" NIGHT OF A THOUSAND STARS "
CONNECTIVITY THROUGH CINEMA WITH TOMONARI NISHIKAWA *IN PERSON*

   Still from 45 7 Broadway, 2013

Still from 45 7 Broadway, 2013

SUNDAY MAY 31, 2015 @ THE CENTER FOR PERFORMANCE RESEARCH
361 MANHATTAN AVENUE, BROOKLYN. OFF METROPOLITAN G OR LORIMER L
DOORS 7PM – SHOW at 7:30PM – $6 SUGGESTED DONATION – FILMS, DRINKS & DISCUSSION.

Total running time, 70 minutes. Additional time for discussion / Q & A with the artist

MONO NO AWARE is excited to present the work of Tomonari Nishikawa as part of the CONNECTIVITY THROUGH CINEMA screening series. In this extensive survey of his work, we’ll present early Super 8mm “sketch films” to gain a sense of his approach to form, then follow his work through complex 16mm multiple exposures in which Tomonari carefully re-defines the chaos of busy metropolitan walkways with subtle inter-image movements. The program will build up to his most recent and contemplative 35mm film work “sound of a million insects, light of a thousand stars”. All his films are a meditation on the forms within the frame. Where most filmmakers find the composition and capture it, Tomonari contemplates and activates it.

FULL PROGRAM:
Sketch Film #1 (2005, US, Super 8, silent, 18/24fps, b&w, approx. 3 min.)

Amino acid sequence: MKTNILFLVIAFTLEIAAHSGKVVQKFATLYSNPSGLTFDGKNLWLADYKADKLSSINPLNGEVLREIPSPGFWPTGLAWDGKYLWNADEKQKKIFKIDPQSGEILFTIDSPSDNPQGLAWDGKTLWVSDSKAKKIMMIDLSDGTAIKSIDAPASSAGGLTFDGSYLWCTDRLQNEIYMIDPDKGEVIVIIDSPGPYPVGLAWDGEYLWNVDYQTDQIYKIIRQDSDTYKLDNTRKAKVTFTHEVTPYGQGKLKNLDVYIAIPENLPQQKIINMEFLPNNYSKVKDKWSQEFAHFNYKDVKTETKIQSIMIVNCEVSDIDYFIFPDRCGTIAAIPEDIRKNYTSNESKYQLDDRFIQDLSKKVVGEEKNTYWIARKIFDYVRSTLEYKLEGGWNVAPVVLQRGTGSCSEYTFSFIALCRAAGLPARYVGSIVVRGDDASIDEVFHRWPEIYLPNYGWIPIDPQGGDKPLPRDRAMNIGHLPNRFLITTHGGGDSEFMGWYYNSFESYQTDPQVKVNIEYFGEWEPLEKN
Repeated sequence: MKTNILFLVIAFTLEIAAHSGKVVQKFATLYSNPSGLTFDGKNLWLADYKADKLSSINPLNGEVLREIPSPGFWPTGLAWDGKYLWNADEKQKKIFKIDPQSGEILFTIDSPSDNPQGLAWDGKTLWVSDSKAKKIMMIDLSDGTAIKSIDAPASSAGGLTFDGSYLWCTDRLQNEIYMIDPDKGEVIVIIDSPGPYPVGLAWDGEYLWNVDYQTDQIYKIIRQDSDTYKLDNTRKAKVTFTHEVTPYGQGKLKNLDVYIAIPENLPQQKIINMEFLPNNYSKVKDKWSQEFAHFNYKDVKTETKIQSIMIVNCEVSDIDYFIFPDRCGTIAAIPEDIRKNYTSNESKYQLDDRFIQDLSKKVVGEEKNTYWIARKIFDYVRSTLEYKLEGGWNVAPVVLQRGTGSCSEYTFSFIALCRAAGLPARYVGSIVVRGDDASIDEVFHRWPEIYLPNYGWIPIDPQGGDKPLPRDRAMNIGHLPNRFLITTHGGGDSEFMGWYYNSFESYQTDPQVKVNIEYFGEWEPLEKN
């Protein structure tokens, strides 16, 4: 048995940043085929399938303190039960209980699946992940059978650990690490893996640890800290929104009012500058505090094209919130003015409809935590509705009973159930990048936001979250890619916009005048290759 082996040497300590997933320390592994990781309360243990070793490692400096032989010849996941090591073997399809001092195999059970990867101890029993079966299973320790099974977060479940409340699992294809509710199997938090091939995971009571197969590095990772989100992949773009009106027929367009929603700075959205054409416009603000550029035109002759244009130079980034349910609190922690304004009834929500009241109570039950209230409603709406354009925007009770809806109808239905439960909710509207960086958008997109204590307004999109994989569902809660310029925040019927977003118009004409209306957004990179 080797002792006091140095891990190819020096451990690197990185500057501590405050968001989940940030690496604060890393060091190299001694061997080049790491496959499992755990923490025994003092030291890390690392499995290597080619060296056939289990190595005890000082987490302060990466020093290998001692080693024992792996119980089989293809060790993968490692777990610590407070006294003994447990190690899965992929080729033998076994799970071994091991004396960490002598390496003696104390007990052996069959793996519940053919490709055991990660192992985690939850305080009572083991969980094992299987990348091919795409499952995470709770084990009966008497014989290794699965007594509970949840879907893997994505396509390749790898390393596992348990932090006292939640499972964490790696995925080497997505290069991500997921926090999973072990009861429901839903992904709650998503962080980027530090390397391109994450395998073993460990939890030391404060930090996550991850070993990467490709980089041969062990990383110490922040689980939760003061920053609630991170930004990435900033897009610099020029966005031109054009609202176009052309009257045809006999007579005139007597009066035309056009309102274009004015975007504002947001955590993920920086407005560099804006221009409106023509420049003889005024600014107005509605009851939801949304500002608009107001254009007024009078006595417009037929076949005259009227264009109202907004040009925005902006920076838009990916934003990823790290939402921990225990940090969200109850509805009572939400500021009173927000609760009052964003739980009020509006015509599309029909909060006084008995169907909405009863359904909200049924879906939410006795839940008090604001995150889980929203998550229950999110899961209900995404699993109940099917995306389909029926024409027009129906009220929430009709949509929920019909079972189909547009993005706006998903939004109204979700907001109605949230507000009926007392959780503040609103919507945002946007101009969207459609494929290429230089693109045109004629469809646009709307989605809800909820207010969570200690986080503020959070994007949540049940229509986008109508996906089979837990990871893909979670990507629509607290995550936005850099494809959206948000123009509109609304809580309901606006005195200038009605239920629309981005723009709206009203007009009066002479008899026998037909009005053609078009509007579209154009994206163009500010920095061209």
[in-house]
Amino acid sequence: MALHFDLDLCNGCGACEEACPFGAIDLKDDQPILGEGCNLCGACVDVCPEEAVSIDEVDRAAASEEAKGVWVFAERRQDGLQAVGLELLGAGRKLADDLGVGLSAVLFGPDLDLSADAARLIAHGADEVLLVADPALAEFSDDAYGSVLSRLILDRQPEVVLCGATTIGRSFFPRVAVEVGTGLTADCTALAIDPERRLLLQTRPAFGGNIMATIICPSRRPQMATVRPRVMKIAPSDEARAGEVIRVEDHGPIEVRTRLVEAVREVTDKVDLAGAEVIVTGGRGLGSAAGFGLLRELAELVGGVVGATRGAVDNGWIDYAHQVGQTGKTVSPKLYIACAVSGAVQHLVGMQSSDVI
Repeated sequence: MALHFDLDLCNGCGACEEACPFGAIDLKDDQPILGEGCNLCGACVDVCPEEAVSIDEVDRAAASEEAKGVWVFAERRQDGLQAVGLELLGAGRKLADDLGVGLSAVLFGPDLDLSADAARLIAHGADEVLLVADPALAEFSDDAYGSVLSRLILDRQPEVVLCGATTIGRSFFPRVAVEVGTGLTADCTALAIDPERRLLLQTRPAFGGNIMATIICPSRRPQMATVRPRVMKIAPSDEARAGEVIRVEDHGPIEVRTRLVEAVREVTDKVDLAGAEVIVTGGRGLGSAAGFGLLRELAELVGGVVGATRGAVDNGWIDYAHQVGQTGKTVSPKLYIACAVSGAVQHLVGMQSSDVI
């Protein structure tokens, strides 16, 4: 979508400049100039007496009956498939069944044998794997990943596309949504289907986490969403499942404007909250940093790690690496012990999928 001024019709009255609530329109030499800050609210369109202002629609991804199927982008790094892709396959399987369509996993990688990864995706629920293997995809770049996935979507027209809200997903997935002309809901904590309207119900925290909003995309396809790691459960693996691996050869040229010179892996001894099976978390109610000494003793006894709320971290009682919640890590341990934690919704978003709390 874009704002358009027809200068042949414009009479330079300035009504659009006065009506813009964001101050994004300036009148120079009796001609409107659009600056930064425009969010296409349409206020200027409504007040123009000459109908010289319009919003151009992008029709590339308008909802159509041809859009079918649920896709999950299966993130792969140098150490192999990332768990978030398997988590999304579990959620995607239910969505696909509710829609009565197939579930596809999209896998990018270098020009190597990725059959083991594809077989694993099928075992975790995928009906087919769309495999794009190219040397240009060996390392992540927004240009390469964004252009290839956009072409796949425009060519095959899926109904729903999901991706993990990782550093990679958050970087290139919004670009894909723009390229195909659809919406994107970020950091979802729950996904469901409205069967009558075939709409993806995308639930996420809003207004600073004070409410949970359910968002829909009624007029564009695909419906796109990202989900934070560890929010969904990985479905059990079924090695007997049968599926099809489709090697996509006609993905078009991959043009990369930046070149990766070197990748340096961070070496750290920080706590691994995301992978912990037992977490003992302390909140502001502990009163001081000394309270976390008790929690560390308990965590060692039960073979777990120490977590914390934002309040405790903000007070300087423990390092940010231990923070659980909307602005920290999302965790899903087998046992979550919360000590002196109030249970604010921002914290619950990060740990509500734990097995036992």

Sketch Film #2 (2005, US, Super 8, silent, 18/24fps, b&w, 3 min.)
Sketch Film #3 (2006, US/Japan, Super 8, silent, 18/24fps, b&w, 3 min.)
Sketch Film #4 (2007, US, Super 8, silent, 18/24fps, color, 3 min.)
Sketch Film #5 (2007, US, Super 8, silent, 18/24fps, b&w, 3 min.)
As a painter carries a sketchbook, I carried a super 8 camera and did single-framing as an everyday exercise to sharpen my filmmaker’s eye, making animations by forms found in the public space, regarding the apparent shapes and movements. All films were edited in camera and hand-processed afterwards, except Sketch Film #4, which was shot on Kodachrome color film.

Market Street (2005, US, 16mm, silent, b&w, 5 min.)
I studied Sketch Film #1 and Sketch Film #2 as reference to make the film structure prior to shooting on Market Street in San Francisco. All shots were exposed on this street and the visual was carefully composed frame by frame. This project was commissioned by Exploratorium and San Francisco Arts Commission for the outdoor screening event, A Trip Down Market Street 1905/2005: An Outdoor Centennial Celebration.

Tokyo – Ebisu (2010, Japan, 16mm, sound, color, 5 min.)
JR (Japan Railway Company) Yamanote Line is one of the Japan’s busiest lines, consisting of 29 stations and running as a loop. The film shows the views from the platforms of 10 stations in Yamanote Line, from Tokyo Station to Ebisu Station clockwise. The in-camera visual effects and the layered soundtrack may exaggerate the sense of the actual locations, while suggesting the equipment that was used for capturing the audio and visual.

Shibuya – Tokyo (2010, Japan, 16mm, sound, color, 10 min.)
As a following sequence of Tokyo – Ebisu, this film shows the views around the exits of 20 stations in JR Yamanote Line, from Shibuya Station to Tokyo Station clockwise.